Many people look at the death toll in the First World War and find it incomprehensible that millions were prepared to die for the sake of a squabble between the crowned heads of Europe - most of whom were related. I suppose they forget - and I have been guilty of this myself in the past - that society then was very different.

    Apart from anything else public understanding of war and the armed forces is influenced by the fact that if you were born after 1965 then your parents probably didn't themselves experience the Second World War even as a childhood memory let alone having fought in it. People of 45 or over now may have had Grandparents who fought in WW1 but the point I want to make is that this close family connection to the experience of the horror of war and bereavement is dwindling as an overall percentage of the population.

    Wars today are in some ways different from those in the past but for all the similarities between the Taliban's treatment of women and Hitler's treatment of the Jews it wasn't the Nazi domestic policy that led to a declaration of war but when these policies started to have international ramifications that Britain declared war on Germany.

    Just a few thoughts ...

  12. [Still in Devil's Advocate role] You didn't read the whole thing. It doesn't matter how we got into the mire: we're there now. If we leave both countries, we have anarchy, and that is exactly where AQ train themselves better.

    In response to the "well they have Pakistan and the Lake District to train in" comment, their track record with just those areas to work in hasn't been exactly brilliant. When AQ had Afghanistan (and Somalia, for that matter) in which to base themselves, we had embassies in Africa blowing up, we had twin towers coming down (in the second attempt on them, we had destroyers in Yemen getting blown up). It doesn't take much for a handful of guys to make some explosives, pack it into a nail/nuts/bolts laden rucksack, synchronise watches and set off down the London transport system.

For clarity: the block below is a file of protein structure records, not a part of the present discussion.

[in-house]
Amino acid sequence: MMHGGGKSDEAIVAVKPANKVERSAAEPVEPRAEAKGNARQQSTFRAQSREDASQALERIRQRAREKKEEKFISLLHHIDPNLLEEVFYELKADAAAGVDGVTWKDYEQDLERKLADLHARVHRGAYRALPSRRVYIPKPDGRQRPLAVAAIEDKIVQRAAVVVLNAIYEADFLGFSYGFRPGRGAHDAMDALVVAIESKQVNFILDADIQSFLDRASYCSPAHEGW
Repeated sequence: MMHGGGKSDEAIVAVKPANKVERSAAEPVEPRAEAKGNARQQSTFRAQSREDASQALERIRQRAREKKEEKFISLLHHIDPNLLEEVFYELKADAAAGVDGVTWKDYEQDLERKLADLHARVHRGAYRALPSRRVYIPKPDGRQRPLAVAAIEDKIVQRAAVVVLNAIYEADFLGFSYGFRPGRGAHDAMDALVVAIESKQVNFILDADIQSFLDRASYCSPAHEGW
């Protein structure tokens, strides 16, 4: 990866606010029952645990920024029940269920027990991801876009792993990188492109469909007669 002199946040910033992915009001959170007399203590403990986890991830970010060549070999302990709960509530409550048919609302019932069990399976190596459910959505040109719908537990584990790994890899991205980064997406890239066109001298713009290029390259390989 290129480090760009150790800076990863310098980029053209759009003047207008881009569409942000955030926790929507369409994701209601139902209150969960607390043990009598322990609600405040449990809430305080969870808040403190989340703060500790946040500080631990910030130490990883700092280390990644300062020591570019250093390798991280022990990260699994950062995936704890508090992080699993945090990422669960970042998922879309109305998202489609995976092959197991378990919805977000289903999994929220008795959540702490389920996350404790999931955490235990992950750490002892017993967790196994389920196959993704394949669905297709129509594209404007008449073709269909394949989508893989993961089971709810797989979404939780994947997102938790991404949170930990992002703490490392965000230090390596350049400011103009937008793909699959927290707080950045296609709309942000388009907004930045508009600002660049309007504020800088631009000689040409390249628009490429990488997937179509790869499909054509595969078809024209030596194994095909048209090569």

[In non-devil's advocate mode] Don't get me wrong, I deplore the adventurism that drove us into Iraq, and am left bewildered at what the plan was/is for Afghanistan (surely someone in Government on either side recalls Korea and Vietnam where having an enemy being resupplied from across the border makes fighting guerilla warfare virtually impossible to win???). However, neither Iraq nor Afghanistan will settle down if we just upped sticks and buggered off. The current plan of "hand overs" before withdrawing at least gives the politicians the future excuse of "it wasn't broken when we gave it to them".